The Narendra Modi government has bowed to public pressure and completely withdrawn its unpopular budget proposal to tax 60 percent of an individual's EPF corpus at the time of withdrawal.
The fact that the issue was listed as a business to be taken up today in the Lok Sabha soon after the Question Hour itself was an indication that the government was very keen to put an end to the controversy, which was heavily tilted against the Modi government.
Sources said Prime Minister Narendra Modi had received adverse feedbacks on this budgetary proposal from various quarters, including those from his own party. He had spoken to the finance minister and advised him to withdraw it. As for the official niceties, it was decided that the government would do a comprehensive review of the subject before mulling over its future course of action.
The move was widely criticised and seen as a proposal that negatively impact the salaried class.
The feedbacks Modi received was so strong, as also the outrage of the salaried reflected on the social media, that he didn’t want to wait for long to take an otherwise difficult call to roll back.
It was thus decided that the Finance Minister would make an announcement to this effect in the Lok Sabha on Friday. However, it did not happen because the House was adjourned for the day due to death of former Speaker PA Sangma.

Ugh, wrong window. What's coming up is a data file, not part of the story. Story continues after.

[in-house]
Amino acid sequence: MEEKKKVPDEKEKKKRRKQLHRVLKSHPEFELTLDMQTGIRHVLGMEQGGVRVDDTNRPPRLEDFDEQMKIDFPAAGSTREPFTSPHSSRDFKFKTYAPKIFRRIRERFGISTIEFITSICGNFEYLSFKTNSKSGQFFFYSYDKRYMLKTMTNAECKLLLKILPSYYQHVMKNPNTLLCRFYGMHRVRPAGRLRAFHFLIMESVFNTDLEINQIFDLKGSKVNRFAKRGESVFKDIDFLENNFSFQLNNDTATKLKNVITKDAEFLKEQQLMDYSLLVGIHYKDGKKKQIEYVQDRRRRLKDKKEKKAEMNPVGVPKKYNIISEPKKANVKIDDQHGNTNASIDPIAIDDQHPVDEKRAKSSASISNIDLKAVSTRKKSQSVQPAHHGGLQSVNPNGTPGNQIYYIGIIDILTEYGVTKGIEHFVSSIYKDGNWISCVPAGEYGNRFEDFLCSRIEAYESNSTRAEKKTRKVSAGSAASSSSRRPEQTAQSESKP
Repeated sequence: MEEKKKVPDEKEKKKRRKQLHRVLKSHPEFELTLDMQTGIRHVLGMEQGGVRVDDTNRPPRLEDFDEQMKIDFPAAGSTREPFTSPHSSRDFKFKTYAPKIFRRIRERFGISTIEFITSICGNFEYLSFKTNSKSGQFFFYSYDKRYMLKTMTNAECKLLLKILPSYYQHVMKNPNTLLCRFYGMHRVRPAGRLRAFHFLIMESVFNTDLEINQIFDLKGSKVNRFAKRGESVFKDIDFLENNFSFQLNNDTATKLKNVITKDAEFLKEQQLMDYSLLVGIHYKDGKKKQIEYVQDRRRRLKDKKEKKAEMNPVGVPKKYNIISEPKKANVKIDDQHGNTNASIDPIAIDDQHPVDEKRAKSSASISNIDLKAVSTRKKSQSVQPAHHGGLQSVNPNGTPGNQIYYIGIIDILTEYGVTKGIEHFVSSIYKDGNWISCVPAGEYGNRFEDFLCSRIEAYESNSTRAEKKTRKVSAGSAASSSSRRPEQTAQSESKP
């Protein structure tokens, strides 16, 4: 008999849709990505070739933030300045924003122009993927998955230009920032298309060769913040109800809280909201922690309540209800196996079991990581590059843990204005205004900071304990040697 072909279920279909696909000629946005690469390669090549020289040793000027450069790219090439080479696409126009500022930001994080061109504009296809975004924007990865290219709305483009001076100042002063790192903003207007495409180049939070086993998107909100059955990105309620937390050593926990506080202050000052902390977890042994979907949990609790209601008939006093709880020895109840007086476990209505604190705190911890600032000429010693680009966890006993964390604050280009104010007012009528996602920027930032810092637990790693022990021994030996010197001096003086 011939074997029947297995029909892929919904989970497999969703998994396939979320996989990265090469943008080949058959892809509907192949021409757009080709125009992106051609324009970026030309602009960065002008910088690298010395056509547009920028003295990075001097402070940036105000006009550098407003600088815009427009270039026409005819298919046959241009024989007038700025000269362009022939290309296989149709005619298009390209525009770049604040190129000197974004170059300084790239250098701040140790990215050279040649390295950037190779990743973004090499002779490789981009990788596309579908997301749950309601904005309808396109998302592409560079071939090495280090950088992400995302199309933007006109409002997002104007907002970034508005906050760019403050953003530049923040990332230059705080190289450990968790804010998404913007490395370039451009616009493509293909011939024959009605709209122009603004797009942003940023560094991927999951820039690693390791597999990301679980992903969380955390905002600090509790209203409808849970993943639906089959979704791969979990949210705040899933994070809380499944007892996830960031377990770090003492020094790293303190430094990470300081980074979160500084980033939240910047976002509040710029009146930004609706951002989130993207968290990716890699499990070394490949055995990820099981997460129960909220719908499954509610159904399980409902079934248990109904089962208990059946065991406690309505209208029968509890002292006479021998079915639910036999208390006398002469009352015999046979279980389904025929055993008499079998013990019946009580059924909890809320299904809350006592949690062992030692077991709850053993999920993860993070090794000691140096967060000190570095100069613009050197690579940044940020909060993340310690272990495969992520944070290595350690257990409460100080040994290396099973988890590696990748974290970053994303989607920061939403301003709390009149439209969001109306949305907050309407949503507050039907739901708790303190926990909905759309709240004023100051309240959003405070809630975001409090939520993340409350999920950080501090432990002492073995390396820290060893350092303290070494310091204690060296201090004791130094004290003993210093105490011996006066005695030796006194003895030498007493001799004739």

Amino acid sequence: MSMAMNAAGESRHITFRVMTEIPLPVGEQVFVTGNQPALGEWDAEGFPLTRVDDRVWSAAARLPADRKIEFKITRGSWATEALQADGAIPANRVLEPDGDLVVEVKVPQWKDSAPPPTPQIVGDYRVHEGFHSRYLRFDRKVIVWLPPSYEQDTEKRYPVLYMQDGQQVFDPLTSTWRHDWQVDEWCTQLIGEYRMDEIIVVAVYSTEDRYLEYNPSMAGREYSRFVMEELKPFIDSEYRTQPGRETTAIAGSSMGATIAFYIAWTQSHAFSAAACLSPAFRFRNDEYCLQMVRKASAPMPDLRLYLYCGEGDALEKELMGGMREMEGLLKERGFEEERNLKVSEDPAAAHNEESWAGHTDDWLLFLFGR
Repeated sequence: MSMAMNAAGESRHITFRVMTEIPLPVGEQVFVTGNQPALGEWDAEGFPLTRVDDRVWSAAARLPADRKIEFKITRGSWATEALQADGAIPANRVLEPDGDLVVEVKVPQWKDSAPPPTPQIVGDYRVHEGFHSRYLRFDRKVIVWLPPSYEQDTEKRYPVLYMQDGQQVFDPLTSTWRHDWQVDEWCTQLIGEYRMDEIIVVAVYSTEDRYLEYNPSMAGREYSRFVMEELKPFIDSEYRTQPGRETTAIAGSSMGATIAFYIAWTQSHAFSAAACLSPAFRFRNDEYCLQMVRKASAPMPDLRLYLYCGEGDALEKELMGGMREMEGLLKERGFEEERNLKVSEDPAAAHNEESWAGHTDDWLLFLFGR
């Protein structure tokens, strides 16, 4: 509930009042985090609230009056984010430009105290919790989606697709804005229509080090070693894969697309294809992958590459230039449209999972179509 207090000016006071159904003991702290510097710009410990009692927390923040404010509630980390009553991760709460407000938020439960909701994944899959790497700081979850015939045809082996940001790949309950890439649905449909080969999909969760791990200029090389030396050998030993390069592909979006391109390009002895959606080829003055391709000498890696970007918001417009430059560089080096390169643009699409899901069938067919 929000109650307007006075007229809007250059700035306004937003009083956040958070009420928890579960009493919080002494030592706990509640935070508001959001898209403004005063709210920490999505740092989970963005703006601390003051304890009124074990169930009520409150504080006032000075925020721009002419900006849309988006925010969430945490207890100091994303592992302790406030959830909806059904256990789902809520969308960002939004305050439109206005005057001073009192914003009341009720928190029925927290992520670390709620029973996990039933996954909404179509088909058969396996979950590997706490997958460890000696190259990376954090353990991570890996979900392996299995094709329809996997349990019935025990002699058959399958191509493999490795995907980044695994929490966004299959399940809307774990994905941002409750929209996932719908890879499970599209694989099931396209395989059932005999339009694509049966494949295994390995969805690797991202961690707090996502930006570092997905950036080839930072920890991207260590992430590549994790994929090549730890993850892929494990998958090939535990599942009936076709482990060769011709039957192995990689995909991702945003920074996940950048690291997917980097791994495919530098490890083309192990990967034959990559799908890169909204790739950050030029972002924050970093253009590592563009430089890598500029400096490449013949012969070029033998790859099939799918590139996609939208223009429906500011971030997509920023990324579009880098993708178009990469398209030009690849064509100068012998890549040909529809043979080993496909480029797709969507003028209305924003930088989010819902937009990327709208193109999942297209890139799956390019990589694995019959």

On account of Shivratri, Parliament did not function on Monday and thus on the first available opportunity on Tuesday Jaitley made the brief statement about the rollback.
“The argument was that the employees should have freedom to invest,” he said, adding that the idea was not to get revenue but to encourage the employees to invest in pension annuity schemes. However, given the representations the government received including from the MPs, a comprehensive review would be done.
The government’s move to tax major part of EPF withdrawal had taken the sheen out of the Budget 2016, which has been seen positively otherwise for the emphasis on agriculture, rural India and infrastructure.
Tax on EPF withdrawals was the single biggest negative point that could have impacted the public perception about the government. Remember, the salaried class has been Modi’s strongest and vocal supporters in the run-up to 2014 parliamentary elections.
On his part, Modi too had been focussing on the issues the middle class faces. In fact, it is after a long-long time any politician of his stature is talking about the middle and neo-middle class. Tax on EPF was something that couldn’t be taken kindly by the class which vigorously rooted for him. It was somewhat incumbent on Modi to do a course correction.
Also Modi had placed his personal stakes in 2016 annual budget. No prime minister had ever done it. This why he said in his Mann Ki Baat that presentation of the budget for the year was like a board exam for him where 125 crore people of the country would be his evaluators.
Now that he has done away with the controversial tax proposal on EPF he can safely consider himself passed the exam. He will have to work harder on delivery to fetch better marks.